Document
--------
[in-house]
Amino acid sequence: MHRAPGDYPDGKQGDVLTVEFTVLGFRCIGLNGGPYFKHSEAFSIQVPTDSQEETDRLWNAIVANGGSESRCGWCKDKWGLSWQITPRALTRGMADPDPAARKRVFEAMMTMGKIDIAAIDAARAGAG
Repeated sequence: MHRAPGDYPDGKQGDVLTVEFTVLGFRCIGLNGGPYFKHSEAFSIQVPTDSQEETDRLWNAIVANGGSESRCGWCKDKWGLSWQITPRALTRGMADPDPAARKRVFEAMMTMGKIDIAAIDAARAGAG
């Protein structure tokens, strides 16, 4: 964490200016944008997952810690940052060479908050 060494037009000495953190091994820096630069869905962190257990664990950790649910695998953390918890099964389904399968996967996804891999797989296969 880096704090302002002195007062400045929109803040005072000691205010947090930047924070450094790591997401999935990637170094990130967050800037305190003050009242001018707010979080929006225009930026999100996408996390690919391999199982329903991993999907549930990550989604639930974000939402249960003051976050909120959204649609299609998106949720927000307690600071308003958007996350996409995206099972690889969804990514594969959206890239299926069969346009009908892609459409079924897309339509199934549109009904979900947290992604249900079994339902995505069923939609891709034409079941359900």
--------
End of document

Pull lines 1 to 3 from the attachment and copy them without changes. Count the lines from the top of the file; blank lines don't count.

[in-house]
Amino acid sequence: MHRAPGDYPDGKQGDVLTVEFTVLGFRCIGLNGGPYFKHSEAFSIQVPTDSQEETDRLWNAIVANGGSESRCGWCKDKWGLSWQITPRALTRGMADPDPAARKRVFEAMMTMGKIDIAAIDAARAGAG
Repeated sequence: MHRAPGDYPDGKQGDVLTVEFTVLGFRCIGLNGGPYFKHSEAFSIQVPTDSQEETDRLWNAIVANGGSESRCGWCKDKWGLSWQITPRALTRGMADPDPAARKRVFEAMMTMGKIDIAAIDAARAGAG